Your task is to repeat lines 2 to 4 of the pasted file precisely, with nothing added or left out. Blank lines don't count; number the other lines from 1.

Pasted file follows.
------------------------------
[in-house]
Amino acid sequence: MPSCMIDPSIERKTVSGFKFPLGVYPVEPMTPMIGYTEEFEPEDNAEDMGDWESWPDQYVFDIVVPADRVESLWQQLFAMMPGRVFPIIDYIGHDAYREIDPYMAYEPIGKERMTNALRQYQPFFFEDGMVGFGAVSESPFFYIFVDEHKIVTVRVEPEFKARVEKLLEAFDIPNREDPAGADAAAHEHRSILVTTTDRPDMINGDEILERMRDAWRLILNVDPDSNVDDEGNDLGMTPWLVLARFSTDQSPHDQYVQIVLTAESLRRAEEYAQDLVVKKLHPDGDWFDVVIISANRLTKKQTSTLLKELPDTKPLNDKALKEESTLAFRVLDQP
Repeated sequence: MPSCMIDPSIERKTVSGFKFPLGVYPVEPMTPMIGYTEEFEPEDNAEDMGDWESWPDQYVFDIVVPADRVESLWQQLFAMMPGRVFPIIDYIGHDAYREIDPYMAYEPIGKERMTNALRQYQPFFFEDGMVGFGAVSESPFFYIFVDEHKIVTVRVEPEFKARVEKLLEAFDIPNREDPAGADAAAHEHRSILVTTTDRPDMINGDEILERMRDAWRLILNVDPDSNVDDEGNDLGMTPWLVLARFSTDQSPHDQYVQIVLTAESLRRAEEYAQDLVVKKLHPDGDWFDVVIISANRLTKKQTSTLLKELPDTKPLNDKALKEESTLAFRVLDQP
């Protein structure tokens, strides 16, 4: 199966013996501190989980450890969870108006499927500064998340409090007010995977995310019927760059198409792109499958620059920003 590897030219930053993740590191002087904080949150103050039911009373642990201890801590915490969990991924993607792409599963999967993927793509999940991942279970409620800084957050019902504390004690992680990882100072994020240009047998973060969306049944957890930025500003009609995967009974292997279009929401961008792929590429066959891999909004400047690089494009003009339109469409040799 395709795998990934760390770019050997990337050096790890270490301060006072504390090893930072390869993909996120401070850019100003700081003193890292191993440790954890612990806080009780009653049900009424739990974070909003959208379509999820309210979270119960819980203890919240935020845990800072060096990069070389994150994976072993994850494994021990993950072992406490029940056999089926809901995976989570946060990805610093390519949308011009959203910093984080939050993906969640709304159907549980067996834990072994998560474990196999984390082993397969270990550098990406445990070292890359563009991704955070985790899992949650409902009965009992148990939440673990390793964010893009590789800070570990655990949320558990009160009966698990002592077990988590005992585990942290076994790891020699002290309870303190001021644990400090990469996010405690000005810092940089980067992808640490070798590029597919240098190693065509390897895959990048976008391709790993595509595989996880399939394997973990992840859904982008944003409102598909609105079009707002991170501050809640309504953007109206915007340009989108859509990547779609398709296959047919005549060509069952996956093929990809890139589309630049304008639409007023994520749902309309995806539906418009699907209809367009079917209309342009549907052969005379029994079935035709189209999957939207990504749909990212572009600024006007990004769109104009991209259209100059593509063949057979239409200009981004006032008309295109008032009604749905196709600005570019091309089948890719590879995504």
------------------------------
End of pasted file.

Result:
Amino acid sequence: MPSCMIDPSIERKTVSGFKFPLGVYPVEPMTPMIGYTEEFEPEDNAEDMGDWESWPDQYVFDIVVPADRVESLWQQLFAMMPGRVFPIIDYIGHDAYREIDPYMAYEPIGKERMTNALRQYQPFFFEDGMVGFGAVSESPFFYIFVDEHKIVTVRVEPEFKARVEKLLEAFDIPNREDPAGADAAAHEHRSILVTTTDRPDMINGDEILERMRDAWRLILNVDPDSNVDDEGNDLGMTPWLVLARFSTDQSPHDQYVQIVLTAESLRRAEEYAQDLVVKKLHPDGDWFDVVIISANRLTKKQTSTLLKELPDTKPLNDKALKEESTLAFRVLDQP
Repeated sequence: MPSCMIDPSIERKTVSGFKFPLGVYPVEPMTPMIGYTEEFEPEDNAEDMGDWESWPDQYVFDIVVPADRVESLWQQLFAMMPGRVFPIIDYIGHDAYREIDPYMAYEPIGKERMTNALRQYQPFFFEDGMVGFGAVSESPFFYIFVDEHKIVTVRVEPEFKARVEKLLEAFDIPNREDPAGADAAAHEHRSILVTTTDRPDMINGDEILERMRDAWRLILNVDPDSNVDDEGNDLGMTPWLVLARFSTDQSPHDQYVQIVLTAESLRRAEEYAQDLVVKKLHPDGDWFDVVIISANRLTKKQTSTLLKELPDTKPLNDKALKEESTLAFRVLDQP
């Protein structure tokens, strides 16, 4: 199966013996501190989980450890969870108006499927500064998340409090007010995977995310019927760059198409792109499958620059920003 590897030219930053993740590191002087904080949150103050039911009373642990201890801590915490969990991924993607792409599963999967993927793509999940991942279970409620800084957050019902504390004690992680990882100072994020240009047998973060969306049944957890930025500003009609995967009974292997279009929401961008792929590429066959891999909004400047690089494009003009339109469409040799 395709795998990934760390770019050997990337050096790890270490301060006072504390090893930072390869993909996120401070850019100003700081003193890292191993440790954890612990806080009780009653049900009424739990974070909003959208379509999820309210979270119960819980203890919240935020845990800072060096990069070389994150994976072993994850494994021990993950072992406490029940056999089926809901995976989570946060990805610093390519949308011009959203910093984080939050993906969640709304159907549980067996834990072994998560474990196999984390082993397969270990550098990406445990070292890359563009991704955070985790899992949650409902009965009992148990939440673990390793964010893009590789800070570990655990949320558990009160009966698990002592077990988590005992585990942290076994790891020699002290309870303190001021644990400090990469996010405690000005810092940089980067992808640490070798590029597919240098190693065509390897895959990048976008391709790993595509595989996880399939394997973990992840859904982008944003409102598909609105079009707002991170501050809640309504953007109206915007340009989108859509990547779609398709296959047919005549060509069952996956093929990809890139589309630049304008639409007023994520749902309309995806539906418009699907209809367009079917209309342009549907052969005379029994079935035709189209999957939207990504749909990212572009600024006007990004769109104009991209259209100059593509063949057979239409200009981004006032008309295109008032009604749905196709600005570019091309089948890719590879995504």